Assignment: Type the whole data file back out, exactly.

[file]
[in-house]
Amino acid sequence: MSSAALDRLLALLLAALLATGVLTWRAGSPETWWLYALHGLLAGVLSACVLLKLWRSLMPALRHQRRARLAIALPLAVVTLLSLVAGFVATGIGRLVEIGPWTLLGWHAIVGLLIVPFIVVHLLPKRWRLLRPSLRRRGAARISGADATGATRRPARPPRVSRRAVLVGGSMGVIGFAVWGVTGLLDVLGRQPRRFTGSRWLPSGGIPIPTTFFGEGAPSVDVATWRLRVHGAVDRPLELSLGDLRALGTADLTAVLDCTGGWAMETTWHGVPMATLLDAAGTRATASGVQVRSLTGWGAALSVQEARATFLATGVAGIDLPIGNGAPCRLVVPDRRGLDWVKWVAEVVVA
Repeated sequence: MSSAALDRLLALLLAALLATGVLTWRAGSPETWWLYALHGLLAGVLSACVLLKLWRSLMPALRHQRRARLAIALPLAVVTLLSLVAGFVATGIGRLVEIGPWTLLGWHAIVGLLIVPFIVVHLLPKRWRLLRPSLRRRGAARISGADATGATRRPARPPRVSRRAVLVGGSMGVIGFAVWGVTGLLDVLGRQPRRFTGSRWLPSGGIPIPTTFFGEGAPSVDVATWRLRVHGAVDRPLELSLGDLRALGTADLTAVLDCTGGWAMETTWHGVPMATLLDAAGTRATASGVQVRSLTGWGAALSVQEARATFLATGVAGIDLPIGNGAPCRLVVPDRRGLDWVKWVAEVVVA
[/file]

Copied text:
[in-house]
Amino acid sequence: MSSAALDRLLALLLAALLATGVLTWRAGSPETWWLYALHGLLAGVLSACVLLKLWRSLMPALRHQRRARLAIALPLAVVTLLSLVAGFVATGIGRLVEIGPWTLLGWHAIVGLLIVPFIVVHLLPKRWRLLRPSLRRRGAARISGADATGATRRPARPPRVSRRAVLVGGSMGVIGFAVWGVTGLLDVLGRQPRRFTGSRWLPSGGIPIPTTFFGEGAPSVDVATWRLRVHGAVDRPLELSLGDLRALGTADLTAVLDCTGGWAMETTWHGVPMATLLDAAGTRATASGVQVRSLTGWGAALSVQEARATFLATGVAGIDLPIGNGAPCRLVVPDRRGLDWVKWVAEVVVA
Repeated sequence: MSSAALDRLLALLLAALLATGVLTWRAGSPETWWLYALHGLLAGVLSACVLLKLWRSLMPALRHQRRARLAIALPLAVVTLLSLVAGFVATGIGRLVEIGPWTLLGWHAIVGLLIVPFIVVHLLPKRWRLLRPSLRRRGAARISGADATGATRRPARPPRVSRRAVLVGGSMGVIGFAVWGVTGLLDVLGRQPRRFTGSRWLPSGGIPIPTTFFGEGAPSVDVATWRLRVHGAVDRPLELSLGDLRALGTADLTAVLDCTGGWAMETTWHGVPMATLLDAAGTRATASGVQVRSLTGWGAALSVQEARATFLATGVAGIDLPIGNGAPCRLVVPDRRGLDWVKWVAEVVVA